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Ben Irwin
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Ben Irwin spent four years writing for the humanitarian nonprofit World Vision. He's the author of a forthcoming children's book with publisher David C Cook, and he blogs regularly at benirwin.wordpress.com.

Follow Ben on Twitter: www.twitter.com/benirwin

Entries by Ben Irwin

Why You Might Have to Choose Between Science and Faith

(107) Comments | Posted February 12, 2014 | 12:17 PM

In the wake of Ham v. Nye, the latest spectacle in the ongoing creation/evolution debate, cooler heads are calling for a rapprochement between science and faith.

Take, for example, Tim Stafford's impassioned plea on behalf of our children to stop treating the two pursuits as mutually exclusive:

Right...

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Creation Debate Recap: Bill Nye Invites Us to Explore the World, Ken Ham Does Not

(143) Comments | Posted February 5, 2014 | 8:51 AM

It's unlikely anybody's mind was changed by the creation debate between Ken Ham and Bill Nye.

Ham behaved pretty much as expected, largely skirting the scientific argument and framing the debate as one of competing worldviews. He attacked evolutionary theories from 1836, rather than address current science head on....

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The Most Important Super Bowl Ad You Didn't See

(11) Comments | Posted February 3, 2014 | 10:27 AM

Some issues are complex. Nuanced. Gray.

For me, this one isn't.

This 2-minute ad called "Proud to Be" takes the seemingly complicated issue of Indian sports mascots and distills it with remarkable clarity.

At roughly $4 million per 30-second slot, this ad never had a chance of making the airwaves during Super Bowl XLVIII. But you should watch it anyway.

Created by the National Congress of American Indians, the ad touches on the rich history of Native American communities. It mentions iconic figures like Sitting Bull, Hiawatha, Jim Thorpe, and Will Rogers. It highlights many aspects of Native American identity: Proud. Forgotten. Survivor. Mother. Father. Son. Daughter. Underserved. Struggling. Resilient.

"Native Americans call themselves many things," the narrator concludes. One thing they don't call themselves, however, is Redskin.

Yes, the Washington Redskins' mascot has been around for more than 80 years. Yes, it would be costly to change it. (After all, the NFL is just your everyday 501(c) nonprofit, right?) No, Washington's football team isn't the only one with a controversial Indian mascot that needs changing.

But these are diversions. Excuses.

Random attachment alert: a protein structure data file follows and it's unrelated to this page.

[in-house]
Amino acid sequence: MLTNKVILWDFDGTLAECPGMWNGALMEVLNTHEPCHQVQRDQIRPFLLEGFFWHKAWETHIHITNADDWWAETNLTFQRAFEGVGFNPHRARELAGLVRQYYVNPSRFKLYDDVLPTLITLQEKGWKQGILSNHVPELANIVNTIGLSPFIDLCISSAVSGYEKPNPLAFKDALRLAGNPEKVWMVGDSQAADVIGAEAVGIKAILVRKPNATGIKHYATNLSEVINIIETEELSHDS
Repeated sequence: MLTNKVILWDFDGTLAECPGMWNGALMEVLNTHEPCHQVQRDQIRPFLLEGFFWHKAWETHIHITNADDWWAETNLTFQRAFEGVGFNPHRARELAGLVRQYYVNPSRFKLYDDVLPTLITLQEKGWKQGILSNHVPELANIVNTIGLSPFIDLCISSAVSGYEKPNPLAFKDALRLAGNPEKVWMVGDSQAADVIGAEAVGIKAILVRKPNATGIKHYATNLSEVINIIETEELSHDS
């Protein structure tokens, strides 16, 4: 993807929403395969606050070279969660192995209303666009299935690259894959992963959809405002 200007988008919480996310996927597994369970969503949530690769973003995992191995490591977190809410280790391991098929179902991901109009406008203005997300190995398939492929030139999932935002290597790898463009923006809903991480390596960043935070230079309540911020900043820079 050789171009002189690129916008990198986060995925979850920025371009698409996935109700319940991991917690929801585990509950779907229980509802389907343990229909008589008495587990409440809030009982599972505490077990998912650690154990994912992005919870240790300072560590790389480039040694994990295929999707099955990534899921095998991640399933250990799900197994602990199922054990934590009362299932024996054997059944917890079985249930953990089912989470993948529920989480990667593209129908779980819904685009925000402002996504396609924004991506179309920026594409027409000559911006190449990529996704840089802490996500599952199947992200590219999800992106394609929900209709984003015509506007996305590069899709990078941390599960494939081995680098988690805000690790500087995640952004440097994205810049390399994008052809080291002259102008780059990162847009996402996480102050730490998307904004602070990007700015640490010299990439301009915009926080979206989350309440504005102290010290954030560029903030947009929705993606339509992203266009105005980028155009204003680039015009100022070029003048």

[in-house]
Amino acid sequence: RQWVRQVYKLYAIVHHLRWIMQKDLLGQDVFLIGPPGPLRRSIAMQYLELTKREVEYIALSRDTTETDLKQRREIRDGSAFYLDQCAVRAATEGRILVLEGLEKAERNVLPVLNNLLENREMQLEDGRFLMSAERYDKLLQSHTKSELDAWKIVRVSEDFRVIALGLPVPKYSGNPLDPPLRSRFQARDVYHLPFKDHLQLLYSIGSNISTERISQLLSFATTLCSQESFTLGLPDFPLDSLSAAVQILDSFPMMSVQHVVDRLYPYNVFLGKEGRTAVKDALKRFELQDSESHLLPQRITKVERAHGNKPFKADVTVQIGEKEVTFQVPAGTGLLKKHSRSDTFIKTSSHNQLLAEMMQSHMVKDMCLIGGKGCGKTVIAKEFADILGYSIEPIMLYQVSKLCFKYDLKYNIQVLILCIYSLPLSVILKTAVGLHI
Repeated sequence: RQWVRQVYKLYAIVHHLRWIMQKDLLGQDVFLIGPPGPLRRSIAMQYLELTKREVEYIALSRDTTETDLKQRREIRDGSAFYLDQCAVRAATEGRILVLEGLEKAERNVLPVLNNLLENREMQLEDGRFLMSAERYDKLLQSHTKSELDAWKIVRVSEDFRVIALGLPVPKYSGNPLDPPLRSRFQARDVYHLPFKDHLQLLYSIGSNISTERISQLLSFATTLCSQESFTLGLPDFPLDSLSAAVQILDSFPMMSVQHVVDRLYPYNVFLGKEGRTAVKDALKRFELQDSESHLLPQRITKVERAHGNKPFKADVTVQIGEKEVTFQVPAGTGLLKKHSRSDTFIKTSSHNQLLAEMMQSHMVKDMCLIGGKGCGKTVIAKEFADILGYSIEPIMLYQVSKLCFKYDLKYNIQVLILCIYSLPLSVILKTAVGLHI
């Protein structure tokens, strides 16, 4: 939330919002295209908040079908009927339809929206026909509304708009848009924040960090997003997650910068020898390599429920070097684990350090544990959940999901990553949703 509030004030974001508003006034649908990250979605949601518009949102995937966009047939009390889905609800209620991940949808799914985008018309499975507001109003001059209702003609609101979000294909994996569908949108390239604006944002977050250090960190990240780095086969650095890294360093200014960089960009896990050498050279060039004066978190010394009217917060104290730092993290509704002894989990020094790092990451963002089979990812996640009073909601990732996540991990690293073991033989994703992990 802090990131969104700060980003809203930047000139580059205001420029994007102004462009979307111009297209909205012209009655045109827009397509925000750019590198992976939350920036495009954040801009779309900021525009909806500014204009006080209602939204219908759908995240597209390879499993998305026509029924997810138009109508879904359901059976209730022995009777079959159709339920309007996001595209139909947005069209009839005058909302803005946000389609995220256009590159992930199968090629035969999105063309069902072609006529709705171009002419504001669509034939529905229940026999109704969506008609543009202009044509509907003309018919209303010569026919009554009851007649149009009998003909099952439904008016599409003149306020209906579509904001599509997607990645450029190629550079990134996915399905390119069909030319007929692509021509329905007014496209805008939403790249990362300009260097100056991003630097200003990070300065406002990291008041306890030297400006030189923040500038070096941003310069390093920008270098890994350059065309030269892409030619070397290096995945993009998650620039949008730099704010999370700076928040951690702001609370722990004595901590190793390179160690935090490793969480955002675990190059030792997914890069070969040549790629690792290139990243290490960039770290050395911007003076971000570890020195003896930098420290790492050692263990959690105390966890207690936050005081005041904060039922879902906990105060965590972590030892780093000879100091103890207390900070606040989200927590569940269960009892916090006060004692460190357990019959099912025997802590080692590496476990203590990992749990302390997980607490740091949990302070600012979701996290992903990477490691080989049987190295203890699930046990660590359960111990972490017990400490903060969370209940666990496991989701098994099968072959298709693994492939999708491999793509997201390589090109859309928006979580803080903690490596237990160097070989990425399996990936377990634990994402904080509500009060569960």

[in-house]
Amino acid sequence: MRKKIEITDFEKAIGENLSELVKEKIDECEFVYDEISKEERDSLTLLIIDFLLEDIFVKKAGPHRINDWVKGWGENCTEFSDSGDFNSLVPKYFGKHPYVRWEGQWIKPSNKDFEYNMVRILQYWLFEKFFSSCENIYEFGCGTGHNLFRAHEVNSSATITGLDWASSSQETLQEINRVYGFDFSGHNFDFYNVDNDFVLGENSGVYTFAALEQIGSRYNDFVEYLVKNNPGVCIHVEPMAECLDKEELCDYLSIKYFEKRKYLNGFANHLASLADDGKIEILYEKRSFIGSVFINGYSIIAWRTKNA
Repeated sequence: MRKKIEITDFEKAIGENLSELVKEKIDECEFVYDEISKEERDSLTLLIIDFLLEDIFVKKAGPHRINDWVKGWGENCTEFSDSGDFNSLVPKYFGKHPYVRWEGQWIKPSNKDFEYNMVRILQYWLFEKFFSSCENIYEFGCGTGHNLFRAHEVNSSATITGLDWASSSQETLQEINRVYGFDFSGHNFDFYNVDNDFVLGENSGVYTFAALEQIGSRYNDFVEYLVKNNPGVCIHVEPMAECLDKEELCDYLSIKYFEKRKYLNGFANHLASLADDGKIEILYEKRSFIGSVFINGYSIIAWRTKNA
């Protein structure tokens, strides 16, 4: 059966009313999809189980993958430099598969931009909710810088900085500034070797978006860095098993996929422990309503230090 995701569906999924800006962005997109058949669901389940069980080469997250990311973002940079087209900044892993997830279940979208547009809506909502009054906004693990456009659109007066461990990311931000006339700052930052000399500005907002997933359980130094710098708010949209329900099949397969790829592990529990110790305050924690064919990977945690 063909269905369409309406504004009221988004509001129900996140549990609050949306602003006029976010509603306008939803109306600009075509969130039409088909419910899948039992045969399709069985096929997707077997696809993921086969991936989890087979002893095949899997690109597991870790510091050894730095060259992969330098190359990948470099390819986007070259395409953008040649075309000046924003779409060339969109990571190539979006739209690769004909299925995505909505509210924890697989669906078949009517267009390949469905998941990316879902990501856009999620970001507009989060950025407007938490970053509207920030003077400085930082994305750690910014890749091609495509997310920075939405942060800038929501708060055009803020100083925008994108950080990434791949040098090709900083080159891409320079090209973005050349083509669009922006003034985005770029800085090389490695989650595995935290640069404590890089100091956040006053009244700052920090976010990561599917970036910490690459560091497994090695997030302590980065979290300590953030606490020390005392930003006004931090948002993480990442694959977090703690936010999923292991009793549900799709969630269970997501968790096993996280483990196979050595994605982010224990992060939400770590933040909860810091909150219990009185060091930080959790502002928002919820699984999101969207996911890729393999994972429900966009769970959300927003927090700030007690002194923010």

A friend of mine who shared the video on Facebook asked what I think is the one question that really matters:

Would you feel comfortable calling a Native American this name to their face?

Assuming the answer is no (and it should be), isn't that an implicit acknowledgement that the term "Redskin" is racist?

Then why do almost 80 percent of Americans think the Redskins should keep their team name? Is it because we don't like asking difficult questions? Because we never stop long enough to view the issue from someone else's perspective?

Of course, changing a team mascot won't end the problem of racism. It won't address every grievance that Native Americans have or right every wrong that's been done to them. In reality, a name change seems like a drop in the bucket when it's weighed against our country's history of injustice, discrimination, displacement, and outright slaughter of Native Americans.

As far as changes go, this one is more symbolic than structural. But symbolic change still matters. It can still make a difference. It sends a signal that some things are no longer OK. (Not that they ever were.) It's like a signpost directing us to a different path -- one it's well past time we took.

The only potential downside to changing Indian team names is if someone thinks that doing so will automatically eliminate racism, much like some people thought electing a black president meant we had overcome our troubled history of slavery and segregation. It's only one step in the journey. But it's an important step... and it's time we took it.

Ben Irwin is the author of a forthcoming children's book and blogger at benirwin.wordpress.com, where this post first...

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'Girls Can Be Princesses. Boys Can Be Anything They Want.'

(27) Comments | Posted January 30, 2014 | 11:30 AM

I don't usually find flipping through the Christian book catalog to be an uplifting experience. Take the one that was waiting on my front porch this week...

There's yet another children's book reducing the gospel to a formula. There's one reinforcing the notion of heaven as a disembodied reality "out...

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Should We Even Be Fighting the War on Poverty?

(9) Comments | Posted January 15, 2014 | 2:19 PM

Fifty years ago, Lyndon Johnson declared war on poverty. The legacy of this war is hotly contested, and there are at least three competing views.

Some argue the War on Poverty created a culture of dependency, while pouring massive amounts of money down the drain. They point to official...

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20 Things the Poor Really Do Every Day

(306) Comments | Posted January 3, 2014 | 1:43 PM

Dave Ramsey probably wasn't expecting this much pushback when he shared a piece by Tim Corley contrasting the habits of the rich with those of the poor. In her response on CNN, Rachel Held Evans noted that Ramsey and Corley mistake correlation for causality when they suggest...

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